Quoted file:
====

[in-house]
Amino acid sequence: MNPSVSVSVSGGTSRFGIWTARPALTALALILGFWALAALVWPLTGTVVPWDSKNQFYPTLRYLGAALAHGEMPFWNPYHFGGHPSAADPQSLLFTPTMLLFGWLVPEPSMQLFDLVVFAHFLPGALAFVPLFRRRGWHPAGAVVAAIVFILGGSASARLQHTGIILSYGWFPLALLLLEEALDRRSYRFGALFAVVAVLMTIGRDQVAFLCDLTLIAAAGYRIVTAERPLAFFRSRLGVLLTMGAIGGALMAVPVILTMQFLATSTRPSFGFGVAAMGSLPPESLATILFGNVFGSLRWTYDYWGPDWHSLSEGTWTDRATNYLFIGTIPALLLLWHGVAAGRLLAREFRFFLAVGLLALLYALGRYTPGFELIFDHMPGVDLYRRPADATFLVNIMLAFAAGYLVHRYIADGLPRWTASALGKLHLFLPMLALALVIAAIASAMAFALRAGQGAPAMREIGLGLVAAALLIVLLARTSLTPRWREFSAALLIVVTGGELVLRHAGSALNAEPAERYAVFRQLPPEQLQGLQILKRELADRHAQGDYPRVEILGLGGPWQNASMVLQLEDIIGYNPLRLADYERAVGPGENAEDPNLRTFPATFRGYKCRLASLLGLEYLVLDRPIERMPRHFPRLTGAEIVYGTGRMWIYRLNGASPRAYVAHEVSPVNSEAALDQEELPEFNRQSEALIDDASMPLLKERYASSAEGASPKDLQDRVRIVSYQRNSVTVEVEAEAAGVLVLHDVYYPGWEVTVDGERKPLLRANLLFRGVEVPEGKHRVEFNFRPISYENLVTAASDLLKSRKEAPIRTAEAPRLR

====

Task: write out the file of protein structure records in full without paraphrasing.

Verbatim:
[in-house]
Amino acid sequence: MNPSVSVSVSGGTSRFGIWTARPALTALALILGFWALAALVWPLTGTVVPWDSKNQFYPTLRYLGAALAHGEMPFWNPYHFGGHPSAADPQSLLFTPTMLLFGWLVPEPSMQLFDLVVFAHFLPGALAFVPLFRRRGWHPAGAVVAAIVFILGGSASARLQHTGIILSYGWFPLALLLLEEALDRRSYRFGALFAVVAVLMTIGRDQVAFLCDLTLIAAAGYRIVTAERPLAFFRSRLGVLLTMGAIGGALMAVPVILTMQFLATSTRPSFGFGVAAMGSLPPESLATILFGNVFGSLRWTYDYWGPDWHSLSEGTWTDRATNYLFIGTIPALLLLWHGVAAGRLLAREFRFFLAVGLLALLYALGRYTPGFELIFDHMPGVDLYRRPADATFLVNIMLAFAAGYLVHRYIADGLPRWTASALGKLHLFLPMLALALVIAAIASAMAFALRAGQGAPAMREIGLGLVAAALLIVLLARTSLTPRWREFSAALLIVVTGGELVLRHAGSALNAEPAERYAVFRQLPPEQLQGLQILKRELADRHAQGDYPRVEILGLGGPWQNASMVLQLEDIIGYNPLRLADYERAVGPGENAEDPNLRTFPATFRGYKCRLASLLGLEYLVLDRPIERMPRHFPRLTGAEIVYGTGRMWIYRLNGASPRAYVAHEVSPVNSEAALDQEELPEFNRQSEALIDDASMPLLKERYASSAEGASPKDLQDRVRIVSYQRNSVTVEVEAEAAGVLVLHDVYYPGWEVTVDGERKPLLRANLLFRGVEVPEGKHRVEFNFRPISYENLVTAASDLLKSRKEAPIRTAEAPRLR